After 2 1/2 days of vivid reports and pictures of the U.S. air assault on Baghdad, Iraqi authorities yesterday ordered all remaining foreign journalists out of the country.
Cable News Network correspondent Peter Arnett said in his last broadcast that 38 foreign reporters, including a dozen Americans, were packing for the 350-mile journey to the Jordanian border. An NBC News editor, John Stack, said later that a convoy of vehicles had left for Amman and that it contained 110 foreigners, including NBC's Tom Aspell. A similar convoy Thursday took 14 hours to reach Amman.
"We're all saying a prayer," Stack said.
The official reason for the expulsion was a lack of water, electricity and sanitary facilities, and Iraq's Ministry of Information said the reporters might be able to return in a few days. But Arnett said Iraq was also dismantling the satellite communications used by the media.
"When I suggested it might be because of what we'd been broadcasting, this was very strongly denied," Bob Simpson, a British Broadcasting Corp. correspondent, said in a report from Baghdad.
Attempts to televise the war ran into more censorship yesterday afternoon when CNN's video transmission was halted by Israeli censors during an air raid warning. "Due to censorship restrictions, I'm limited in what I can say to you," CNN's Larry Register said in a report from Jerusalem. The sirens, warning of a possible third Iraqi missile attack, turned out to be a false alarm.
The question of censorship also surfaced at the Defense Department, which has imposed a controversial "security review" system for all stories filed in the Persian Gulf. In the first such clash since the war began, Pentagon spokesman Pete Williams said he had reviewed -- and approved -- a disputed pool report by Boston Globe reporter Colin Nickerson with a Marine unit about two military units linking up on maneuvers. The dispute was appealed to Williams after military officials in Saudi Arabia insisted on deleting the information. Williams consulted with senior Pentagon officials before deciding that the information could be published without jeopardizing U.S. forces.
The world's impressions of the bombardment of Baghdad have been shaped by the dramatic, radio-style narratives of CNN reporters and the spectacular videotape of bright flashes filling the sky, shot by an ABC cameraman through a night vision device.
George Watson, ABC's Washington bureau chief, said he believed Iraq had pulled the video plug because "the losses being inflicted on their installations and forces make it less appealing to have reporting of any sort coming out."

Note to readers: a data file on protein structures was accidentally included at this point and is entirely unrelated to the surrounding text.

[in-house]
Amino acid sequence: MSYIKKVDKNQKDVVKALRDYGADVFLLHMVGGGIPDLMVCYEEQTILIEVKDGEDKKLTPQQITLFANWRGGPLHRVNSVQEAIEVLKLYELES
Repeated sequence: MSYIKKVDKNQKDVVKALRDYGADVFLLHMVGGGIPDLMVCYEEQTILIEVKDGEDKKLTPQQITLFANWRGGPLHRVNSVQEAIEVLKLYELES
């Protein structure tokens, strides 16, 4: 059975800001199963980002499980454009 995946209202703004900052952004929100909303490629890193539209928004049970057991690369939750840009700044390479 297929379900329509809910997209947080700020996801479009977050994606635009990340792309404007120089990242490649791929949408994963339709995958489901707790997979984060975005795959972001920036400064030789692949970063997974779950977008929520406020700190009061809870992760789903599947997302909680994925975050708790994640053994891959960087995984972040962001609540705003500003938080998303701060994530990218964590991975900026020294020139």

Bill Headline, CNN's bureau chief here, said that "a disgruntled international press corps that can't go to the bathroom or get something decent to eat" would be "an automatic liability" for Iraq.
Arnett, in a censored report from Baghdad, described the allied bombing raids as "remarkable. I can't go into detail about what targets are being hit, but there don't seem to be any civilian casualties... . Buildings are being taken out in populated areas without damaging adjoining structures."
Most print reporters left Baghdad before the U.S. bombing began. In the past two days a number of network correspondents -- including CNN's Bernard Shaw and John Holliman and ABC's Gary Shepard -- have joined the convoys to Jordan.
"We had become very concerned for their safety," Watson said of the six ABC staffers who arrived in Amman yesterday. "The time had come, in our judgment, for people to leave."
Watson said Iraqi President Saddam Hussein could still score propaganda points by making Iraqi television pictures available "if they wanted to parade U.S. POWs or show civilian casualties." He said the networks would undoubtedly air such pictures, after appropriate editing and labeling, because "as a viewer, I'd want to see what the Iraqi government is portraying from their side of the war."
USA Today published an unprecedented weekend edition yesterday, and the Washington Times, which also published a rare Saturday extra, planned to publish the first Sunday paper in its history today. Still, the Persian Gulf conflict remained primarily a television war. In an unusual hat trick, Gen. Norman Schwarzkopf, commander of U.S. forces in the gulf, is scheduled to appear this morning on "Meet the Press," "Face the Nation" and "This Week With David Brinkley."
Ratings for continuous war coverage on the three major networks dropped by about 3 million households Thursday night compared with the previous evening, according to overnight figures. Analysts attributed the drop to viewer defections to CNN and Fox's "The Simpsons." CBS, NBC and ABC resumed much of their regular programming Friday and yesterday.